Gwhyneth Chen: The Spirituality Of Music

Posted by Tejas Doshi on Dec 6, 2014
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“Even if I lived ten more times, I still want to be a musician because of what it brings to my heart.” – Gwhyneth Chen

Born into a family without any musical inclinations, Gwhyneth Chen realized music as her life purpose at the age of five. As serendipity would have it, after school one day she saw her kindergarten teacher playing the piano. Out of curiosity, Gwhyneth asked her teacher if she could play. As soon as her tiny fingers touched the keys, she knew what she wanted to do with her life.

She was only a child, but the stillness that she felt when playing the piano inspired Gwhyneth to practice four to five hours a day, while resisting the temptation to have fun with her school friends. This dedication at such a young age blossomed into a musical genius that is transformational for any listener that is among her audience.

On Saturday’s Global Awakin Call, we felt especially privileged to be in conversation with Gwhyneth and learn about her life journey, where music and spirituality are one and the same. 

In her world, music is pure only when it touches people's souls. To achieve this level of connection to her listeners, Gwhyneth has made a choice to live her life as if she is on a spiritual journey, cultivating internally.

“I do two kinds of charity work, fundraising concerts and another kind is spiritual charity and that’s contributing transformation through music. To do this, your spiritual level has to be very high. To get there, I have to take off a lot of external layers from everyday life. I cannot have too much information in my head; I have to let it all go so there is not too much affliction. I have to let the worldly self go so that there is only the soul left in the music”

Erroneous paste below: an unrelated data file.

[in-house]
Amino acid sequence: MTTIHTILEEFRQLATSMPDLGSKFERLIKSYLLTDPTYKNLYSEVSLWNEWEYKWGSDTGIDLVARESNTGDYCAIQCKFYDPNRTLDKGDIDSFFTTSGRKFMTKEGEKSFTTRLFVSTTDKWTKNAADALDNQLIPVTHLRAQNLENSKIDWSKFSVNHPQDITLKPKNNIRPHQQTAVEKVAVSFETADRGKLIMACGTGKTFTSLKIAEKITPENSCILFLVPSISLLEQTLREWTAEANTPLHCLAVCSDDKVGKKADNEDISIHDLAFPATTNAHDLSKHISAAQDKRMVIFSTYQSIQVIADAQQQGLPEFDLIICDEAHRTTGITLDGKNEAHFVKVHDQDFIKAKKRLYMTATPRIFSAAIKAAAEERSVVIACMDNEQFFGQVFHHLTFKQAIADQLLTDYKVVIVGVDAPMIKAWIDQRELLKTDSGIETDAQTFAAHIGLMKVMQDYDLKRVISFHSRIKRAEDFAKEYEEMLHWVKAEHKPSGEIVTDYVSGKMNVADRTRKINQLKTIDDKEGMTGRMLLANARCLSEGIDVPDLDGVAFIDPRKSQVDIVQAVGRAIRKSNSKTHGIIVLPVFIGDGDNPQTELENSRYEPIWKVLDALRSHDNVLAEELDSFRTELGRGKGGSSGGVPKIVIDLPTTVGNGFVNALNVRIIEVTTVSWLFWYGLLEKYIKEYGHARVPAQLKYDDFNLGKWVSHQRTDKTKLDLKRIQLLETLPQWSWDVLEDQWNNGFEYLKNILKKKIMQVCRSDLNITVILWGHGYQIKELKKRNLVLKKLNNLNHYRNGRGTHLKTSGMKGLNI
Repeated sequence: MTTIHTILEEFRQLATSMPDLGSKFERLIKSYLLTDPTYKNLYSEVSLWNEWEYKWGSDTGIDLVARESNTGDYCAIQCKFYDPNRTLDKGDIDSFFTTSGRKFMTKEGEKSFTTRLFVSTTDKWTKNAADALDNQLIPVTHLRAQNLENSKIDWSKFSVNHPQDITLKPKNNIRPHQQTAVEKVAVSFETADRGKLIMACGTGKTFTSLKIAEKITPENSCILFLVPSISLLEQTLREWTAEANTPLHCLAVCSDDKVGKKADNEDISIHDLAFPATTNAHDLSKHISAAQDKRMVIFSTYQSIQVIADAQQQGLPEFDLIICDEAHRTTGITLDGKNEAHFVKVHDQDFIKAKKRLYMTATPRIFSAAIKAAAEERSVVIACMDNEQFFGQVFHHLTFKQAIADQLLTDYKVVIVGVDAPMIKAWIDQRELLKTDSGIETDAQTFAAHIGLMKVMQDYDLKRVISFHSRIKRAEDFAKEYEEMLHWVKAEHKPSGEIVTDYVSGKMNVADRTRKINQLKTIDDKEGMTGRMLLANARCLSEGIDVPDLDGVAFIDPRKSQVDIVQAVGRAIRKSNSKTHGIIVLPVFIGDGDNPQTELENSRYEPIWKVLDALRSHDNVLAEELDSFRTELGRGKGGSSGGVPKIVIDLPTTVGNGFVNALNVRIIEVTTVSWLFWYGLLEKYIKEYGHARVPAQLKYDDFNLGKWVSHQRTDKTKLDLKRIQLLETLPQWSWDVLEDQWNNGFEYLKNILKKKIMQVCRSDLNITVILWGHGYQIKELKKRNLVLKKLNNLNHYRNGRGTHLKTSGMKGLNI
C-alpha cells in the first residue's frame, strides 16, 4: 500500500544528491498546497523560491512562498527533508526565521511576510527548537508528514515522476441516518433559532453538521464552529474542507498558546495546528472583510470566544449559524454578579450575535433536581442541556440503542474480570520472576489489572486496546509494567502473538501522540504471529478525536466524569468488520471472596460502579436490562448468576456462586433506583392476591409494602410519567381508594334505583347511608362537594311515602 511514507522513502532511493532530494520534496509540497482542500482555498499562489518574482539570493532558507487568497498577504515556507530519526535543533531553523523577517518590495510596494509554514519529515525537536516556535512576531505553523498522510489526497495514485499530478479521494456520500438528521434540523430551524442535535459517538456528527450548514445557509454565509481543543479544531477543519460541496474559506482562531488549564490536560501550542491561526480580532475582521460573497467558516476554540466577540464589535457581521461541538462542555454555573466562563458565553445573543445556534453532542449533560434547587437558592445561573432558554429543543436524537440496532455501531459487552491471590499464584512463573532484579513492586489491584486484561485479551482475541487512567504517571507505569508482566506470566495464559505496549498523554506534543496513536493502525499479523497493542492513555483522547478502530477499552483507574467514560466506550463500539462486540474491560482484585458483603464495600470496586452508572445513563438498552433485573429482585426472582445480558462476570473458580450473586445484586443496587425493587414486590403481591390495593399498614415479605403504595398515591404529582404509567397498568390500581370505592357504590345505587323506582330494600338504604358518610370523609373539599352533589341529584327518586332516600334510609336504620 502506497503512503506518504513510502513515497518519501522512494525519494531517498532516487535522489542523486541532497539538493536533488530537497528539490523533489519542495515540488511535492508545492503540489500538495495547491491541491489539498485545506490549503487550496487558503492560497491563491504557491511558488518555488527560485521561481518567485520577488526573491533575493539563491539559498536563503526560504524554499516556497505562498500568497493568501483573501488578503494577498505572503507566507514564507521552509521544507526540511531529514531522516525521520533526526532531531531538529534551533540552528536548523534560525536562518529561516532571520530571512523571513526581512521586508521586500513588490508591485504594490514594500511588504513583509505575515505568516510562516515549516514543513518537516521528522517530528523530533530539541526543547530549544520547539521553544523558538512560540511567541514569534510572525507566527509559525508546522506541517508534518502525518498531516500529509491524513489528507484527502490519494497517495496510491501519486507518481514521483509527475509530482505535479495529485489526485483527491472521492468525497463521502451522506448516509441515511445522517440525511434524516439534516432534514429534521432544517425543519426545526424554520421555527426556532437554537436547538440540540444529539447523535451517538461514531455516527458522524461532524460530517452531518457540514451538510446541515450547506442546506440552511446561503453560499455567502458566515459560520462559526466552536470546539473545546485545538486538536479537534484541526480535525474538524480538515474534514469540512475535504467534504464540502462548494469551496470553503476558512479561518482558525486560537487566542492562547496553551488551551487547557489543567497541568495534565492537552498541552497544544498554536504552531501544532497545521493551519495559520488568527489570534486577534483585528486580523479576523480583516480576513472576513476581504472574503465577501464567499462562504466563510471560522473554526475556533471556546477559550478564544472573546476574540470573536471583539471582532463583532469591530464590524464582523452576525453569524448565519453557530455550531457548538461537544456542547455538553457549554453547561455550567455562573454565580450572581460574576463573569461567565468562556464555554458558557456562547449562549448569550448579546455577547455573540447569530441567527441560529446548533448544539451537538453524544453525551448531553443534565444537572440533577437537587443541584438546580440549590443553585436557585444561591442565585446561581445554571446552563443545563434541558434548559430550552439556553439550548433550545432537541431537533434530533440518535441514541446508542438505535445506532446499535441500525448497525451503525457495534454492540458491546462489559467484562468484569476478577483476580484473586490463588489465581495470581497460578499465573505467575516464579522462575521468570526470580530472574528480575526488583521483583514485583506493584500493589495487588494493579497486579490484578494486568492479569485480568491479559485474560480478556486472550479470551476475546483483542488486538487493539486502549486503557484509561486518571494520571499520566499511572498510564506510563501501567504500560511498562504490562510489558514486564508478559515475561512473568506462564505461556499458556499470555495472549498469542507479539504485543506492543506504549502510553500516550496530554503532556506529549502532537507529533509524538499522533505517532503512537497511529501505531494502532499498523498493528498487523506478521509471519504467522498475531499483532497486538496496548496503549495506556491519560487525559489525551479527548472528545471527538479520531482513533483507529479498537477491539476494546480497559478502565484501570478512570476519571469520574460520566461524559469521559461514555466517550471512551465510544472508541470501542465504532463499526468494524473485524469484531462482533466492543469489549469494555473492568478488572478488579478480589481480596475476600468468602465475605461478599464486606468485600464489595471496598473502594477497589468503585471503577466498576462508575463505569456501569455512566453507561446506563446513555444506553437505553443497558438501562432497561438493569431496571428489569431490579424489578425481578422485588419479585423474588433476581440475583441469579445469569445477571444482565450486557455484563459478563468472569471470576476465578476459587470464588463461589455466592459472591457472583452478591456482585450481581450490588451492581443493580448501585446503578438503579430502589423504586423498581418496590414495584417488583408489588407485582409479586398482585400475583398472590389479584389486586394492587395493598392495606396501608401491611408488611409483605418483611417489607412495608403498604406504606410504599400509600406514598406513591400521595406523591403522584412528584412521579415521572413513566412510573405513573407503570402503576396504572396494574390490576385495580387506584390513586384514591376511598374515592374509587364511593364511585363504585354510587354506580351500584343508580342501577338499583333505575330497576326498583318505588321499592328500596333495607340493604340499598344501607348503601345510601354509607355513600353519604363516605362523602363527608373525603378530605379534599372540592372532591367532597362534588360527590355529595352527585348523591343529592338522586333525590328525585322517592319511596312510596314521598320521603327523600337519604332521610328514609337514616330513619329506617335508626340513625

Unlike a few of her contemporaries, Gwhyneth plays during her concerts with her eyes closed. “It lets me listen to my music with my soul,” she says. This is integral in her ability to connect with the soul of her audience and once that is achieved, even the reluctant person walks out with tears in his eyes.

Delving deeper, Gwhyneth beautifully described a few divine movements on stage when everything around her became zero and pure music is all that remained. These are rare moments when listeners feel choked, having connected with their emotions, and tears roll down their eyes. This is the time when the artist, instrument, the audience, and even time melt into a certain kind of void and what remains is the music at its purest form.

“This is the most satisfying moment of life and each time this happens, I find myself closer to the purpose of my life.”

Life Choices, Sacrifice, and Devotion to the Practice
Through the years, Gwhyneth has performed mostly as a solo artist. In her view, any musician who wishes to positively influence her audience needs to have a strong internal, intangible energy that seeds out of spirituality. Gwhyneth cultivates her spirituality through life choices rooted in discipline and devotion. She chooses to surround herself with less people, she chooses to have less social diversions, and she chooses to live a simple and quiet life. These choices reserve her energy and allow her to channel it into the practice of music and nothing else.

“If you live an exciting lifestyle, you come onto stage with a lot of noise and have to keep pealing and pealing all the layers off while you’re onstage playing. By the time you’re done pealing, the concert is over and it’s too late.”